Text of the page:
Bernstein, Sara Tuvel. The Seamstress: A Memoir of Survival.
Seren Tuvel Bernstein (1918-1983), a brave and spirited Holocaust survivor, recounts the story of her prewar life, the Holocaust years, and her efforts to reconnect with lost relatives and create a better existence for herself and her family after the war.
Doyle, Roddy. Paddy Clarke Ha Ha Ha.
In this national bestseller and winner of the Booker Prize, Roddy Doyle, author of the "Barrytown Trilogy", takes us to a new level of emotional richness with the story of ten-year-old Padraic Clarke. Witty and poignant--and adored by critics and readers alike--Paddy Clarke Ha Ha Ha charts the triumphs, indignities, and bewilderment of Paddy as he tries to make sense of his changing world.
Gordimer, Nadine. July’s People.
Not all whites in South Africa are outright racists. Some, like Bam and Maureen Smales in Nadine Gordimer's thrilling and powerful novel July's People, are sensitive to the plights of blacks during the apartheid state. So imagine their quandary when the blacks stage a full-scale revolution that sends the Smaleses scampering into isolation. The premise of the book is expertly crafted; it speaks much about the confusing state of affairs of South Africa and serves as the backbone for a terrific adventure.
Jin, Ha. Waiting: A Novel.
"In Waiting, Ha Jin portrays the life of Lin Kong, a dedicated doctor torn by his love for two women: one who belongs to the New China of the Cultural Revolution, the other to the ancient traditions of his family's village. Ha Jin profoundly understands the conflict between the individual and society, between the timeless universality of the human heart and constantly shifting politics of the moment. With wisdom, restraint, and empathy for all his characters, he vividly reveals the complexities and subtleties of a world and a people we desperately need to know."--Judges' Citation, National Book Award
Martel, Yann. Life of Pi.
This brilliant novel combines the delight of Kipling's "Just So Stories" with the metaphysical adventure of "Jonah and the Whale, " as Pi, the son of a zookeeper, is marooned aboard a lifeboat with four wild animals. His knowledge and cunning allow him to coexist for 227 days with Richard Parker, a 450-pound Bengal tiger.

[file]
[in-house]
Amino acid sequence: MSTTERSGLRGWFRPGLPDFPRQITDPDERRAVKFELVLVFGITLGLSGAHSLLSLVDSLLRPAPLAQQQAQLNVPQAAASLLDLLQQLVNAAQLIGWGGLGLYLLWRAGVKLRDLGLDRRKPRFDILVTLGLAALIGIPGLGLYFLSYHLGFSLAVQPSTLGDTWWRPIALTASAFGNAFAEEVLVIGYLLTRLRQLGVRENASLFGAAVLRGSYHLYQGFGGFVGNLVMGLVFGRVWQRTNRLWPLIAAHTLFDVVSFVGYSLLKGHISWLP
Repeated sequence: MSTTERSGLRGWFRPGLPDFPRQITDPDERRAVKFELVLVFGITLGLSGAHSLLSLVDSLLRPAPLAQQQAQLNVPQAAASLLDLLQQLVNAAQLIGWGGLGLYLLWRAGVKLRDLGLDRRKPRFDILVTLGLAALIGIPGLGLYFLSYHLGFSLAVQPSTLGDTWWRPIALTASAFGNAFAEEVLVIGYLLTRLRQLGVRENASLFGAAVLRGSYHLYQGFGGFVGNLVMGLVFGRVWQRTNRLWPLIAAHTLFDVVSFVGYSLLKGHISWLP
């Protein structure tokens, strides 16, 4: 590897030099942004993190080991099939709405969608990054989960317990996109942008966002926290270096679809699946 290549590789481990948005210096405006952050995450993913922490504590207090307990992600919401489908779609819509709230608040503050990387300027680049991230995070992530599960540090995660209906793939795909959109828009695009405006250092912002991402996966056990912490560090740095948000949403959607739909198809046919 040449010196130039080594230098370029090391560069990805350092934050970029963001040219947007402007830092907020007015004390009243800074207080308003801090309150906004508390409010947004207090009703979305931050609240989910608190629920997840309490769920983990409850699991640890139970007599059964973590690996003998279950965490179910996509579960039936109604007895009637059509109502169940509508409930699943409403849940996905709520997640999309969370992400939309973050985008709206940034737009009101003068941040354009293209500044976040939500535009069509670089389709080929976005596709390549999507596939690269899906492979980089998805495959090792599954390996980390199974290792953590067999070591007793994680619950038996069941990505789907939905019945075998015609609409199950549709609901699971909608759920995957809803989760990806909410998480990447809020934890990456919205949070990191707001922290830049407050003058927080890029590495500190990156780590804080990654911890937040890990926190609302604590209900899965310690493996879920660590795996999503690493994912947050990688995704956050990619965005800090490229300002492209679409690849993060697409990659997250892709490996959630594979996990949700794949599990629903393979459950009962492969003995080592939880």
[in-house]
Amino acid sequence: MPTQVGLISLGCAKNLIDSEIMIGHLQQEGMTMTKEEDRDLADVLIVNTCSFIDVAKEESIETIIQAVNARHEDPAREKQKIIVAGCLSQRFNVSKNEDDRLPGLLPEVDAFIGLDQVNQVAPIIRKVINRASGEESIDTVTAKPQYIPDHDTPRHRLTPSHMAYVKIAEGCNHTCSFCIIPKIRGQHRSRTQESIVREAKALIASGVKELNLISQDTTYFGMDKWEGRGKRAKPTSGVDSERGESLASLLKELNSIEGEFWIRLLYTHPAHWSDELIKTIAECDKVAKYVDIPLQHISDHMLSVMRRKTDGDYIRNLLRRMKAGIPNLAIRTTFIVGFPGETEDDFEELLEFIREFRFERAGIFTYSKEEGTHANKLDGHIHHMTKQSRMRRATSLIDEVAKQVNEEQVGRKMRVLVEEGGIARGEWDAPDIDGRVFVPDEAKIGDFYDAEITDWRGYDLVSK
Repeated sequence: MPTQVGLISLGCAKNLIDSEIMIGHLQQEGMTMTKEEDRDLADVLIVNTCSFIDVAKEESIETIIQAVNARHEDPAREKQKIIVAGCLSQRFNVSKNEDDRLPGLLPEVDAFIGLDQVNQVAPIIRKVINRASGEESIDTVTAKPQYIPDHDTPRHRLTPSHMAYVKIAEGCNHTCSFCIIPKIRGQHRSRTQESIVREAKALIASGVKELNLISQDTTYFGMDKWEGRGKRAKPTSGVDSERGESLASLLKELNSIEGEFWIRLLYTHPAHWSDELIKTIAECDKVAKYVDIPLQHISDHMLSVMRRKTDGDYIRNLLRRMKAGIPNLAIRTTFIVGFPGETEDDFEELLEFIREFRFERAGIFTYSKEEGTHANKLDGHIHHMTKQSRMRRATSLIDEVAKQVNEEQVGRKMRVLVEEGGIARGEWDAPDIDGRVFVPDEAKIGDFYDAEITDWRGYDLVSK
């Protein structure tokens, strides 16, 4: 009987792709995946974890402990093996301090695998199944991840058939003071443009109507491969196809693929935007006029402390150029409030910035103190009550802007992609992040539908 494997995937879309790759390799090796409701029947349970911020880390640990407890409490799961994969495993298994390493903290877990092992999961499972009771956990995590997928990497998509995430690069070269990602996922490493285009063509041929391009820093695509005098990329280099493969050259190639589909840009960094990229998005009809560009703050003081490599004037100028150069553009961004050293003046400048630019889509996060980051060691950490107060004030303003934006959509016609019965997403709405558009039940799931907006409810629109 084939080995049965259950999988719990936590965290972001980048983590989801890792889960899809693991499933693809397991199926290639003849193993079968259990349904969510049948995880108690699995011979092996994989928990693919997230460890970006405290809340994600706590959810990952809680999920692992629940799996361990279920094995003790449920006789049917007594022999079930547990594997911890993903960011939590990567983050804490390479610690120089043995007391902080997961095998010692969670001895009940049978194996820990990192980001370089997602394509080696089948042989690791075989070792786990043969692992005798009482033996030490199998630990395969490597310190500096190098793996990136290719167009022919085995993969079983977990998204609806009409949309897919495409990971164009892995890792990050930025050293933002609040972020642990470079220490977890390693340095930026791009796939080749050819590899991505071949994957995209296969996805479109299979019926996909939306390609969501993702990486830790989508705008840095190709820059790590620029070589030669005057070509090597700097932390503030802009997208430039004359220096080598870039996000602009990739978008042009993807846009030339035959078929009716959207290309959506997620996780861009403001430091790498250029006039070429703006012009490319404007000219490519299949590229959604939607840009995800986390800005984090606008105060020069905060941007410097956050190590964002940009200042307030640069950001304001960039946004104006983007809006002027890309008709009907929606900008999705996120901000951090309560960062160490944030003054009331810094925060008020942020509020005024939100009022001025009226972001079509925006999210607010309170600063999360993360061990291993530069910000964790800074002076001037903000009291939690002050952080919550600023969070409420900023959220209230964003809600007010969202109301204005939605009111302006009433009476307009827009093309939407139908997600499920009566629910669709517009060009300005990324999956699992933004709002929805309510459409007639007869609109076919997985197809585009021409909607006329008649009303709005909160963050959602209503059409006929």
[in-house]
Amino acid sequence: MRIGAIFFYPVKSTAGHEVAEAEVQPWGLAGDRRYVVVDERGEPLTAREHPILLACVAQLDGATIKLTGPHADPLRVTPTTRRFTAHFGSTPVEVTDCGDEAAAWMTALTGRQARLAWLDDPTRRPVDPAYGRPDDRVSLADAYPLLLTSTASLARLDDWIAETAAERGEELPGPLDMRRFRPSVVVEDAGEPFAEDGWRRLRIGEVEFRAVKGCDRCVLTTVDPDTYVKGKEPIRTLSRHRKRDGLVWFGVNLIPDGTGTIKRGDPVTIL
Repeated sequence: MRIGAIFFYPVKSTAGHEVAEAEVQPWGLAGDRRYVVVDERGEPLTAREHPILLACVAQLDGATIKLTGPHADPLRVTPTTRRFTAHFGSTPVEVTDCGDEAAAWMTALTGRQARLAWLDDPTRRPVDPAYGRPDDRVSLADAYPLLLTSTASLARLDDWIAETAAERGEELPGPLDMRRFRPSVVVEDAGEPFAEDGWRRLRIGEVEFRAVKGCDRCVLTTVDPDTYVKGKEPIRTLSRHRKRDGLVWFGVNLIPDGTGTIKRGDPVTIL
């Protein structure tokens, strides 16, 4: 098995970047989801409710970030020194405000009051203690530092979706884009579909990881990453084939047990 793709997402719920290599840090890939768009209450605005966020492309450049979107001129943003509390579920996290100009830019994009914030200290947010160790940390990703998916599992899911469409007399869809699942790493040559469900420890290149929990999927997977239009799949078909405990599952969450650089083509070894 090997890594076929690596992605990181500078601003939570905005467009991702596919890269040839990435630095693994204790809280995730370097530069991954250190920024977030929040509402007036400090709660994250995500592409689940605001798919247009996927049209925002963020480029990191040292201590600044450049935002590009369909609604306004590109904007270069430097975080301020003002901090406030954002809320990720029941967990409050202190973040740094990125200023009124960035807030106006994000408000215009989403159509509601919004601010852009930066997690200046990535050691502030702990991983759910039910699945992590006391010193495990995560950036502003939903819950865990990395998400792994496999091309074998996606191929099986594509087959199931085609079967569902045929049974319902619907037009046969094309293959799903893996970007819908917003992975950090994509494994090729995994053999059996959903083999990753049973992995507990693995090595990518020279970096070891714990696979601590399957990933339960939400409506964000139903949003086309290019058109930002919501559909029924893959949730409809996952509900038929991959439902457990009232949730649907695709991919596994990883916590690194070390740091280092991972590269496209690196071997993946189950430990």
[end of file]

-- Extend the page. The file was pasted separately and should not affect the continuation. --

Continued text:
O’Brien, Tim. In the Lake of the Woods.
The author of The Things They Carried offers a riveting novel of love and mystery. When long-hidden secrets about the atrocities he committed in Vietnam come to light, a candidate for the U.S. Senate retreats with his wife to a lakeside cabin in northern Minnesota. Within days of their arrival, his wife mysteriously vanishes into the watery wilderness.
Paton, Alan. Cry, the Beloved Country.
Paton's deeply moving story of Zulu pastor Stephen Kumalo and his son Absalom, set against the backdrop of a land and people driven by racial inequality and injustice, remains the most famous and important novel in South Africa's history.
Suskind, Ron. A Hope in the Unseen: An American Odyssey from the Inner City to the Ivy League.
Inside Flap Copy
At Ballou Senior High, a crime-infested school in Washington, D.C., honor students have learned to keep their heads down. Like most inner-city kids, they know that any special attention in a place this dangerous can make you a target of violence. But Cedric Jennings will not swallow his pride, and with unwavering support from his mother, he studies and strives as if his life depends on it--and it does. The summer after his junior year, at a program for minorities at MIT, he gets a fleeting glimpse of life outside, a glimpse that turns into a face-on challenge one year later: acceptance into Brown University, an Ivy League school.
At Brown, finding himself far behind most of the other freshmen, Cedric must manage a bewildering array of intellectual and social challenges. Cedric had hoped that at college he would finally find a place to fit in, but he discovers he has little in common with either the white students, many of whom come from privileged backgrounds, or the middle-class blacks. Having traveled too far to turn back, Cedric is left to rely on his faith, his intelligence, and his determination to keep alive his hope in the unseen--a future of acceptance and reward that he struggles, each day, to envision.
Tan, Amy. Kitchen God’s Wife.
Winnie and Helen have kept each other's worst secrets for more than fifty years. Now, because she believes she is dying, Helen wants to expose everything. And Winnie angrily determines that she must be the one to tell her daughter, Pearl, about the past--including the terrible truth even Helen does not know. And so begins Winnie's story of her life on a small island outside Shanghai in the 1920s, and other places in China during World War II, and traces the happy and desperate events that led to Winnie's coming to America in 1949.
Woolf, Virginia. To the Lighthouse.
Though its fame as an icon of twentieth-century literature rests primarily on the brilliance of its narrative technique and the impressionistic beauty of its prose, 'To The Lighthouse' is above all the story of a quest, and as such it possesses a brave and magical universality.